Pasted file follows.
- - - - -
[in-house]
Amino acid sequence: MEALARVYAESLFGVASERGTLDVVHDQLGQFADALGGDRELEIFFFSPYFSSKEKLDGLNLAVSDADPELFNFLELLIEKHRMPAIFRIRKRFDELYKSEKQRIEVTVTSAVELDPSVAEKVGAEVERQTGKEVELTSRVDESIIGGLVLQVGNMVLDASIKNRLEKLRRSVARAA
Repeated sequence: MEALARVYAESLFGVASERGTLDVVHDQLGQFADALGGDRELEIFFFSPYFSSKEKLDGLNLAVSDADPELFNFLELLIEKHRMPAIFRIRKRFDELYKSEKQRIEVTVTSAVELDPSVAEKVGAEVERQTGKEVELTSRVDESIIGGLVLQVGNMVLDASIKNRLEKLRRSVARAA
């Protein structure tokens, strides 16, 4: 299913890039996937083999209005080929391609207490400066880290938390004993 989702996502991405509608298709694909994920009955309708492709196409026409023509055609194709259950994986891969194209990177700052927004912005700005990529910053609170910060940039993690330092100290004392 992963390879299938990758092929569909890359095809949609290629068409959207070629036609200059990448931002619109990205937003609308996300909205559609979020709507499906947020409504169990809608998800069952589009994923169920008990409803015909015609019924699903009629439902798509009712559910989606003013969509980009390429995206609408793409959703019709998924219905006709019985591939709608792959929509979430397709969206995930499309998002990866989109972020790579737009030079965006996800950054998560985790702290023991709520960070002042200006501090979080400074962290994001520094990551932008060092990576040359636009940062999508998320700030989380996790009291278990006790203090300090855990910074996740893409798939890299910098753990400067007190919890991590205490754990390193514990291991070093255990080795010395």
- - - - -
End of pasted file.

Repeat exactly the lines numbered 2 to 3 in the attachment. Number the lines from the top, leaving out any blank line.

Amino acid sequence: MEALARVYAESLFGVASERGTLDVVHDQLGQFADALGGDRELEIFFFSPYFSSKEKLDGLNLAVSDADPELFNFLELLIEKHRMPAIFRIRKRFDELYKSEKQRIEVTVTSAVELDPSVAEKVGAEVERQTGKEVELTSRVDESIIGGLVLQVGNMVLDASIKNRLEKLRRSVARAA
Repeated sequence: MEALARVYAESLFGVASERGTLDVVHDQLGQFADALGGDRELEIFFFSPYFSSKEKLDGLNLAVSDADPELFNFLELLIEKHRMPAIFRIRKRFDELYKSEKQRIEVTVTSAVELDPSVAEKVGAEVERQTGKEVELTSRVDESIIGGLVLQVGNMVLDASIKNRLEKLRRSVARAA